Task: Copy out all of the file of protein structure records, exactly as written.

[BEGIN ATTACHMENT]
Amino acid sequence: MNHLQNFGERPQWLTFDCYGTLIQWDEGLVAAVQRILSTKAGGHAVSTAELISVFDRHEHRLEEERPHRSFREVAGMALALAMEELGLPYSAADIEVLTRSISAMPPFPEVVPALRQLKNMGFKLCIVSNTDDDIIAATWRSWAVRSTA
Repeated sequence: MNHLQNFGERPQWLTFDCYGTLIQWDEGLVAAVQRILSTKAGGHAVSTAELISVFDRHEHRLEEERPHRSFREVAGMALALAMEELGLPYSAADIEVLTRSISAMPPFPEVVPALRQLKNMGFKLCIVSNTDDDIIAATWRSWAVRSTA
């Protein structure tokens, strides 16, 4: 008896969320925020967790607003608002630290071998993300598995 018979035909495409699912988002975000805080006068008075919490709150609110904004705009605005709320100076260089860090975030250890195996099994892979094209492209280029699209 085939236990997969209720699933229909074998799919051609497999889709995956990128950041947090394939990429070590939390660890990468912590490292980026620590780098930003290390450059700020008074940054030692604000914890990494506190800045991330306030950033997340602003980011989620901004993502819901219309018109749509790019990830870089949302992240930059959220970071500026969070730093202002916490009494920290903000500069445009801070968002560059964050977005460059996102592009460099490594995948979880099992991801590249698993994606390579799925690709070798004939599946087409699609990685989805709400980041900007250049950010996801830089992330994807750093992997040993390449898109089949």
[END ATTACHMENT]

Amino acid sequence: MNHLQNFGERPQWLTFDCYGTLIQWDEGLVAAVQRILSTKAGGHAVSTAELISVFDRHEHRLEEERPHRSFREVAGMALALAMEELGLPYSAADIEVLTRSISAMPPFPEVVPALRQLKNMGFKLCIVSNTDDDIIAATWRSWAVRSTA
Repeated sequence: MNHLQNFGERPQWLTFDCYGTLIQWDEGLVAAVQRILSTKAGGHAVSTAELISVFDRHEHRLEEERPHRSFREVAGMALALAMEELGLPYSAADIEVLTRSISAMPPFPEVVPALRQLKNMGFKLCIVSNTDDDIIAATWRSWAVRSTA
């Protein structure tokens, strides 16, 4: 008896969320925020967790607003608002630290071998993300598995 018979035909495409699912988002975000805080006068008075919490709150609110904004705009605005709320100076260089860090975030250890195996099994892979094209492209280029699209 085939236990997969209720699933229909074998799919051609497999889709995956990128950041947090394939990429070590939390660890990468912590490292980026620590780098930003290390450059700020008074940054030692604000914890990494506190800045991330306030950033997340602003980011989620901004993502819901219309018109749509790019990830870089949302992240930059959220970071500026969070730093202002916490009494920290903000500069445009801070968002560059964050977005460059996102592009460099490594995948979880099992991801590249698993994606390579799925690709070798004939599946087409699609990685989805709400980041900007250049950010996801830089992330994807750093992997040993390449898109089949």